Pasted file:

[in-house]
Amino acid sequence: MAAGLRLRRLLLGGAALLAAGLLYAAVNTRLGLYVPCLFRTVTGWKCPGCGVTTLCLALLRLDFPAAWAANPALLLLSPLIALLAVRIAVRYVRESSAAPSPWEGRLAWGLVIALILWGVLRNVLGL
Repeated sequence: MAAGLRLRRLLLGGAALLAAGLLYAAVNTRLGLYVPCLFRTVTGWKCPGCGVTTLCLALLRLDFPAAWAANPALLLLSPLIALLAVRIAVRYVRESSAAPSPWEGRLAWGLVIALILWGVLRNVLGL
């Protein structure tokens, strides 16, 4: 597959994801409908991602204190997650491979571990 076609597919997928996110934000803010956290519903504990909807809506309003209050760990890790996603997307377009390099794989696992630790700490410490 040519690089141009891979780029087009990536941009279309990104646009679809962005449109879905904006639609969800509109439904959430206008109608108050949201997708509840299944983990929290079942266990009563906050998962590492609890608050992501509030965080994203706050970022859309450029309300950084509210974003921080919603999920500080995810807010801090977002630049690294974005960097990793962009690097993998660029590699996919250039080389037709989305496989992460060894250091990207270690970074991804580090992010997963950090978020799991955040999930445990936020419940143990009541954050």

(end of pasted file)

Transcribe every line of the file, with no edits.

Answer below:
[in-house]
Amino acid sequence: MAAGLRLRRLLLGGAALLAAGLLYAAVNTRLGLYVPCLFRTVTGWKCPGCGVTTLCLALLRLDFPAAWAANPALLLLSPLIALLAVRIAVRYVRESSAAPSPWEGRLAWGLVIALILWGVLRNVLGL
Repeated sequence: MAAGLRLRRLLLGGAALLAAGLLYAAVNTRLGLYVPCLFRTVTGWKCPGCGVTTLCLALLRLDFPAAWAANPALLLLSPLIALLAVRIAVRYVRESSAAPSPWEGRLAWGLVIALILWGVLRNVLGL
């Protein structure tokens, strides 16, 4: 597959994801409908991602204190997650491979571990 076609597919997928996110934000803010956290519903504990909807809506309003209050760990890790996603997307377009390099794989696992630790700490410490 040519690089141009891979780029087009990536941009279309990104646009679809962005449109879905904006639609969800509109439904959430206008109608108050949201997708509840299944983990929290079942266990009563906050998962590492609890608050992501509030965080994203706050970022859309450029309300950084509210974003921080919603999920500080995810807010801090977002630049690294974005960097990793962009690097993998660029590699996919250039080389037709989305496989992460060894250091990207270690970074991804580090992010997963950090978020799991955040999930445990936020419940143990009541954050």